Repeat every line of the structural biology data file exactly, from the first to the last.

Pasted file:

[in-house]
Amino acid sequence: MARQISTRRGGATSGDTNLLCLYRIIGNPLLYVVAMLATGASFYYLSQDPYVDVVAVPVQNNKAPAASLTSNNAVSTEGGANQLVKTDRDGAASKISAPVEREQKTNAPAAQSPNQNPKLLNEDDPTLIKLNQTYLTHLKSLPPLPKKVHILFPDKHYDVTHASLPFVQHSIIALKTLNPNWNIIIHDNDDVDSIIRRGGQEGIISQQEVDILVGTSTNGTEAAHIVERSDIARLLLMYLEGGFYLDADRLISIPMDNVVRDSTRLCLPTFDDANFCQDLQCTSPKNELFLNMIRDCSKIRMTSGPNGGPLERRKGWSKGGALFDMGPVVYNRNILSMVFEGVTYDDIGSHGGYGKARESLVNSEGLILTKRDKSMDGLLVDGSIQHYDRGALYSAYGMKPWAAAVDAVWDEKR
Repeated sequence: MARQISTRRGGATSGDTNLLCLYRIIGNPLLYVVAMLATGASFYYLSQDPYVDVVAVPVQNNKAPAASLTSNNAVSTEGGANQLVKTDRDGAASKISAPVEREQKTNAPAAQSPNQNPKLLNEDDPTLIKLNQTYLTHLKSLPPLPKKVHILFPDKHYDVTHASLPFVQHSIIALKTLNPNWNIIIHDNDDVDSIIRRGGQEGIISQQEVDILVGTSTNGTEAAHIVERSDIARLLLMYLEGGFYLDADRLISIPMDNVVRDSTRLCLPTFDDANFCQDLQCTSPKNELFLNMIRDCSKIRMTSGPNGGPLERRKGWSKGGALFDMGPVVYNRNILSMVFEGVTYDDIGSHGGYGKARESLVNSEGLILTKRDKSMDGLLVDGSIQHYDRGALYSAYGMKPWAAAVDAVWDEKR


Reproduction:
[in-house]
Amino acid sequence: MARQISTRRGGATSGDTNLLCLYRIIGNPLLYVVAMLATGASFYYLSQDPYVDVVAVPVQNNKAPAASLTSNNAVSTEGGANQLVKTDRDGAASKISAPVEREQKTNAPAAQSPNQNPKLLNEDDPTLIKLNQTYLTHLKSLPPLPKKVHILFPDKHYDVTHASLPFVQHSIIALKTLNPNWNIIIHDNDDVDSIIRRGGQEGIISQQEVDILVGTSTNGTEAAHIVERSDIARLLLMYLEGGFYLDADRLISIPMDNVVRDSTRLCLPTFDDANFCQDLQCTSPKNELFLNMIRDCSKIRMTSGPNGGPLERRKGWSKGGALFDMGPVVYNRNILSMVFEGVTYDDIGSHGGYGKARESLVNSEGLILTKRDKSMDGLLVDGSIQHYDRGALYSAYGMKPWAAAVDAVWDEKR
Repeated sequence: MARQISTRRGGATSGDTNLLCLYRIIGNPLLYVVAMLATGASFYYLSQDPYVDVVAVPVQNNKAPAASLTSNNAVSTEGGANQLVKTDRDGAASKISAPVEREQKTNAPAAQSPNQNPKLLNEDDPTLIKLNQTYLTHLKSLPPLPKKVHILFPDKHYDVTHASLPFVQHSIIALKTLNPNWNIIIHDNDDVDSIIRRGGQEGIISQQEVDILVGTSTNGTEAAHIVERSDIARLLLMYLEGGFYLDADRLISIPMDNVVRDSTRLCLPTFDDANFCQDLQCTSPKNELFLNMIRDCSKIRMTSGPNGGPLERRKGWSKGGALFDMGPVVYNRNILSMVFEGVTYDDIGSHGGYGKARESLVNSEGLILTKRDKSMDGLLVDGSIQHYDRGALYSAYGMKPWAAAVDAVWDEKR